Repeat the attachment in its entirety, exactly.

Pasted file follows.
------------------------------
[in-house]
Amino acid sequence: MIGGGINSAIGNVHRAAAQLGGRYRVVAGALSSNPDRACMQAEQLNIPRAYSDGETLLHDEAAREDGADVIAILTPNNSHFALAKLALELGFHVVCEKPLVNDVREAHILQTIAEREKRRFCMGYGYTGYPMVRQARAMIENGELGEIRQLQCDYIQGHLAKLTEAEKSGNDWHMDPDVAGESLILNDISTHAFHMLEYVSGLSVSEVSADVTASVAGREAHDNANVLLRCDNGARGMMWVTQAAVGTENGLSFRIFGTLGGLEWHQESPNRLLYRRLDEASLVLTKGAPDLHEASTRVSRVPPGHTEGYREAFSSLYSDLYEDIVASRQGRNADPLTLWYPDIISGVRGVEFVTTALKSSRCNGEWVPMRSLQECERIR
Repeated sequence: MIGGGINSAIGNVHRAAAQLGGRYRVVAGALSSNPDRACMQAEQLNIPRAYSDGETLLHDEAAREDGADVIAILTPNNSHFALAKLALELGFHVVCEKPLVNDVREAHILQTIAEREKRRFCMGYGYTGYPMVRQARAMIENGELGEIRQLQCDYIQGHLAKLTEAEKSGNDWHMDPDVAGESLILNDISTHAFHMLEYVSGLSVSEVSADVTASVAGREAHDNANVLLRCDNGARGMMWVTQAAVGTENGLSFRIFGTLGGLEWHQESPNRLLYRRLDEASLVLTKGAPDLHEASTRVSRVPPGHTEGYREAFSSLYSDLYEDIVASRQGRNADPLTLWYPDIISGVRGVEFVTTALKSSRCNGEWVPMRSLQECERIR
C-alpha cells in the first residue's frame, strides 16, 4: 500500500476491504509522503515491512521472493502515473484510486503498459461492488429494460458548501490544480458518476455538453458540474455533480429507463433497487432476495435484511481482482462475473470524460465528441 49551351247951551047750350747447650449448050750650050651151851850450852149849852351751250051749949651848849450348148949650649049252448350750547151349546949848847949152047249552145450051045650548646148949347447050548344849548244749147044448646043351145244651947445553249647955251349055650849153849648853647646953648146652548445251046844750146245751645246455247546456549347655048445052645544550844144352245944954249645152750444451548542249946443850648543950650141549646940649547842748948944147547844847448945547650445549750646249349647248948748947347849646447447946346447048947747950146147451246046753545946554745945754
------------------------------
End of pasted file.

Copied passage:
[in-house]
Amino acid sequence: MIGGGINSAIGNVHRAAAQLGGRYRVVAGALSSNPDRACMQAEQLNIPRAYSDGETLLHDEAAREDGADVIAILTPNNSHFALAKLALELGFHVVCEKPLVNDVREAHILQTIAEREKRRFCMGYGYTGYPMVRQARAMIENGELGEIRQLQCDYIQGHLAKLTEAEKSGNDWHMDPDVAGESLILNDISTHAFHMLEYVSGLSVSEVSADVTASVAGREAHDNANVLLRCDNGARGMMWVTQAAVGTENGLSFRIFGTLGGLEWHQESPNRLLYRRLDEASLVLTKGAPDLHEASTRVSRVPPGHTEGYREAFSSLYSDLYEDIVASRQGRNADPLTLWYPDIISGVRGVEFVTTALKSSRCNGEWVPMRSLQECERIR
Repeated sequence: MIGGGINSAIGNVHRAAAQLGGRYRVVAGALSSNPDRACMQAEQLNIPRAYSDGETLLHDEAAREDGADVIAILTPNNSHFALAKLALELGFHVVCEKPLVNDVREAHILQTIAEREKRRFCMGYGYTGYPMVRQARAMIENGELGEIRQLQCDYIQGHLAKLTEAEKSGNDWHMDPDVAGESLILNDISTHAFHMLEYVSGLSVSEVSADVTASVAGREAHDNANVLLRCDNGARGMMWVTQAAVGTENGLSFRIFGTLGGLEWHQESPNRLLYRRLDEASLVLTKGAPDLHEASTRVSRVPPGHTEGYREAFSSLYSDLYEDIVASRQGRNADPLTLWYPDIISGVRGVEFVTTALKSSRCNGEWVPMRSLQECERIR
C-alpha cells in the first residue's frame, strides 16, 4: 500500500476491504509522503515491512521472493502515473484510486503498459461492488429494460458548501490544480458518476455538453458540474455533480429507463433497487432476495435484511481482482462475473470524460465528441 49551351247951551047750350747447650449448050750650050651151851850450852149849852351751250051749949651848849450348148949650649049252448350750547151349546949848847949152047249552145450051045650548646148949347447050548344849548244749147044448646043351145244651947445553249647955251349055650849153849648853647646953648146652548445251046844750146245751645246455247546456549347655048445052645544550844144352245944954249645152750444451548542249946443850648543950650141549646940649547842748948944147547844847448945547650445549750646249349647248948748947347849646447447946346447048947747950146147451246046753545946554745945754